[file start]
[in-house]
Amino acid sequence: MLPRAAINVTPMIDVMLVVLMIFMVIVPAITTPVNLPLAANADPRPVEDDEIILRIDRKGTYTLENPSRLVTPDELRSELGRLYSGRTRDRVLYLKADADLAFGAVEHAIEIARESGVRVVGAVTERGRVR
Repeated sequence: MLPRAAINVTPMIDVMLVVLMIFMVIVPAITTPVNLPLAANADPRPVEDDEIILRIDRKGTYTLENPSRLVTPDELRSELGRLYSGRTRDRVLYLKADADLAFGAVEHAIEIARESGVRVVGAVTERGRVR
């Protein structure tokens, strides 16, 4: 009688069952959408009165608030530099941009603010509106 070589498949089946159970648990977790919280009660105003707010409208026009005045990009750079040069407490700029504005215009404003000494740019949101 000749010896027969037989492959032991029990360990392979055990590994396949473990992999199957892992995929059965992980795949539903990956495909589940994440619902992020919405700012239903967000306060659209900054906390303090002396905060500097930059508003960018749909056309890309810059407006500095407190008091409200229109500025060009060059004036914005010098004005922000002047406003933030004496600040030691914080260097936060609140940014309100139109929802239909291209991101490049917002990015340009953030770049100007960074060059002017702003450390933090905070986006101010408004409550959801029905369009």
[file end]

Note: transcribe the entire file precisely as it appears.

[in-house]
Amino acid sequence: MLPRAAINVTPMIDVMLVVLMIFMVIVPAITTPVNLPLAANADPRPVEDDEIILRIDRKGTYTLENPSRLVTPDELRSELGRLYSGRTRDRVLYLKADADLAFGAVEHAIEIARESGVRVVGAVTERGRVR
Repeated sequence: MLPRAAINVTPMIDVMLVVLMIFMVIVPAITTPVNLPLAANADPRPVEDDEIILRIDRKGTYTLENPSRLVTPDELRSELGRLYSGRTRDRVLYLKADADLAFGAVEHAIEIARESGVRVVGAVTERGRVR
């Protein structure tokens, strides 16, 4: 009688069952959408009165608030530099941009603010509106 070589498949089946159970648990977790919280009660105003707010409208026009005045990009750079040069407490700029504005215009404003000494740019949101 000749010896027969037989492959032991029990360990392979055990590994396949473990992999199957892992995929059965992980795949539903990956495909589940994440619902992020919405700012239903967000306060659209900054906390303090002396905060500097930059508003960018749909056309890309810059407006500095407190008091409200229109500025060009060059004036914005010098004005922000002047406003933030004496600040030691914080260097936060609140940014309100139109929802239909291209991101490049917002990015340009953030770049100007960074060059002017702003450390933090905070986006101010408004409550959801029905369009």